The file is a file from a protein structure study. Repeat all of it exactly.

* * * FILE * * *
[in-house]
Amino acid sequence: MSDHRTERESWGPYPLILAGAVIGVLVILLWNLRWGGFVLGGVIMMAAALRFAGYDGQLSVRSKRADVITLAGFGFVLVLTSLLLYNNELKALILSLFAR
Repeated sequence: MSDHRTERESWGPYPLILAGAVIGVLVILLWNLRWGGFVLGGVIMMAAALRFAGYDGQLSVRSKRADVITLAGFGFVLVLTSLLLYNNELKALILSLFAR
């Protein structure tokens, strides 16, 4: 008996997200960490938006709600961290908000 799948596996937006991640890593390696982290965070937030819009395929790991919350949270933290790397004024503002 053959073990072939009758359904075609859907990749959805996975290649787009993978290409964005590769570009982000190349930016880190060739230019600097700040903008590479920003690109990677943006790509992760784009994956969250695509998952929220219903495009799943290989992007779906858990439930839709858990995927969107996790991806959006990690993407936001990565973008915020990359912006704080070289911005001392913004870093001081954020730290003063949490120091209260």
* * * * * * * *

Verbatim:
[in-house]
Amino acid sequence: MSDHRTERESWGPYPLILAGAVIGVLVILLWNLRWGGFVLGGVIMMAAALRFAGYDGQLSVRSKRADVITLAGFGFVLVLTSLLLYNNELKALILSLFAR
Repeated sequence: MSDHRTERESWGPYPLILAGAVIGVLVILLWNLRWGGFVLGGVIMMAAALRFAGYDGQLSVRSKRADVITLAGFGFVLVLTSLLLYNNELKALILSLFAR
């Protein structure tokens, strides 16, 4: 008996997200960490938006709600961290908000 799948596996937006991640890593390696982290965070937030819009395929790991919350949270933290790397004024503002 053959073990072939009758359904075609859907990749959805996975290649787009993978290409964005590769570009982000190349930016880190060739230019600097700040903008590479920003690109990677943006790509992760784009994956969250695509998952929220219903495009799943290989992007779906858990439930839709858990995927969107996790991806959006990690993407936001990565973008915020990359912006704080070289911005001392913004870093001081954020730290003063949490120091209260």